By most human accounts, Sweden's latest social experiment of letting random Swedes control the country's official Twitter account, has been a bit of disaster after Sonja Abrahamsson, a topless-appearing 27-year-old shared her curiosity about Jews. But if you ask number-crunching robots, it's been a huge success. With a stream of questions reminiscent of Henry Blodget's recent episode, Abrahamsson wondered "Whats the fuzz with jews?" and attracted attention all over the world. The BBC deemed the campaign "marred by 'Jew' comments." The New York Times called it a "sour note," at Slate it showed "profound ignorance," and the New York Daily News concluded the experiment had gone "from politically inspired to politically incorrect." But those are all humans. Looking at the algorithmically-driven web analytic tools, Abrahamsson's performance this week was a social media coup—and not just because of the extra followers (though those always help).
If the Internet has taught us anything it's that trolling breeds success, so long as the metric for success is eyeballs. Clearly, tweets like "You can't even see if a persona is a jew, unless you see their penises" or "in nazi German they even had to sew stars on their sleeves" caused an uproar. But they also caused a subsequent windfall in follows as the account went from 31,000 followers on Monday to 58,000 followers today, according to Twitter analytic tool Twitter Counter. (For what it's worth, Sonja appeared to show some remorse following the rant.)
Im sorry if some of you find the question offensive. Thats was not my purpose. I just don't get why some people hates jews so much.— @sweden / Sonja (@sweden) June 12, 2012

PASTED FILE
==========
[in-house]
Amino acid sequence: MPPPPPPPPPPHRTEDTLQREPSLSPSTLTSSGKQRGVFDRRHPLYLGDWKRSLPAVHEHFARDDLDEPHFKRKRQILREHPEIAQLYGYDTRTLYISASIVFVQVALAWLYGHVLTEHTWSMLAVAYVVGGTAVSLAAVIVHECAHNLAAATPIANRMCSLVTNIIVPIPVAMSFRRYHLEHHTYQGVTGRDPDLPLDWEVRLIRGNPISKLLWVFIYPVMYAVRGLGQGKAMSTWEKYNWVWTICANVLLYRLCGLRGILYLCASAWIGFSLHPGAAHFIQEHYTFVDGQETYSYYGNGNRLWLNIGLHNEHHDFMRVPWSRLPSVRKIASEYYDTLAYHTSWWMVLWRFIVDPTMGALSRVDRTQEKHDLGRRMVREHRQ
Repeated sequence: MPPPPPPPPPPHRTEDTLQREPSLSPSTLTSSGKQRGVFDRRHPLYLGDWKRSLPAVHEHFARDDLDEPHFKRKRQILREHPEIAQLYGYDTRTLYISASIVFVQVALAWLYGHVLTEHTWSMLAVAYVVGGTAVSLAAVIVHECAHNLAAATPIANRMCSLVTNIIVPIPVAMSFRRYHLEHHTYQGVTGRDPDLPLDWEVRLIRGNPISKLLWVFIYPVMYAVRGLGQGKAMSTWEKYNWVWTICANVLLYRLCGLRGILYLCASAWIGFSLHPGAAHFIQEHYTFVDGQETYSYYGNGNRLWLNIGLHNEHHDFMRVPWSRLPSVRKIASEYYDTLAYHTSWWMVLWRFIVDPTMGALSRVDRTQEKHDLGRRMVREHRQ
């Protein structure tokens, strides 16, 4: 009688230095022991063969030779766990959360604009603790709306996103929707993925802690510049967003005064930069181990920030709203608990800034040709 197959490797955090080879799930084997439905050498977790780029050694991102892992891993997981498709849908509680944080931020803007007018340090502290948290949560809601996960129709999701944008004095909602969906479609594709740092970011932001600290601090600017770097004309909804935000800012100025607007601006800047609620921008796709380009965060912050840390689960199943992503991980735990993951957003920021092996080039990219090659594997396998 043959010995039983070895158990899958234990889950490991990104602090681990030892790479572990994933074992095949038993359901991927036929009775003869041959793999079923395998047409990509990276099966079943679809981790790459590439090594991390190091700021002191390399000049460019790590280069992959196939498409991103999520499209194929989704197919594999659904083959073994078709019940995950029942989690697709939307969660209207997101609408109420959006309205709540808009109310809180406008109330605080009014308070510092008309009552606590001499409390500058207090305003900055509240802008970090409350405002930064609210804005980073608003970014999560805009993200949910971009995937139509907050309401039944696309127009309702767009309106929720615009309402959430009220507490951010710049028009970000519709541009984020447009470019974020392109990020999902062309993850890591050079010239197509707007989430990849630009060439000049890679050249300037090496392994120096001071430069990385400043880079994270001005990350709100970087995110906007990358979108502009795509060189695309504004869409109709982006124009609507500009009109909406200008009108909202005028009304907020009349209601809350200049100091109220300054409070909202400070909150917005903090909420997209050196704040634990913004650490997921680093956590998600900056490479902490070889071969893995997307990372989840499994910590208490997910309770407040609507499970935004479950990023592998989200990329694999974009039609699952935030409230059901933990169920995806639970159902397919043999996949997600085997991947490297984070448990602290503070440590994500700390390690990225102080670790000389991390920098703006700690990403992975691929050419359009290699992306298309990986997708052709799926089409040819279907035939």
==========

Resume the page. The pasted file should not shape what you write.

Areas of Influence
Where humans see hate, robots see expertise. As a result, all those half-cocked comments about the Third Reich earned Sonja an "influential about" ranking in the areas of Judaism and Human Rights, according to Klout Score. That sort of makes sense if you consider tactless rants "teachable moments."
Do you get Twitter? It's the question social media "gurus" jump at answering in the affirmative because they know the conversational tone that governs the world of Twitter. Well, according to Analyze Words, an analytics tool that uses "scientific research" to assess diction, Sonja gets it too.
Quite impressively, the non-native English speaker ranks well when it comes to the qualities of being "plugged in" and "personal," while not over-doing it on levels of arrogance and Valley girl-ness. We're guessing her Daft Punk cred gets her pretty far.
Even the ever-cynical KLOUCHEBAG index, a tool that monitors Twitter accounts for annoying tendencies like constant retweeting, social app usage, exclamation marks and OMGs finds Sonja to be a "mostly alright" member of Twitter society. Not bad! Thought it dings Sonja on her misspellings, her mostly positive tone gets her a decent Klouchebag rating.
Finally, Klout Score's blackbox algorithm for weighing who retweets you and who likes your messages gives @Sweden excellent marks for being a "thought leader" among the fickle masses.
Clearly, algorithms have yet to become sophisticated enough to detect taboos or departures from politically-correct behavior. Until then, Sonja will remain queen of the robots.
This article is from the archive of our partner The Wire.
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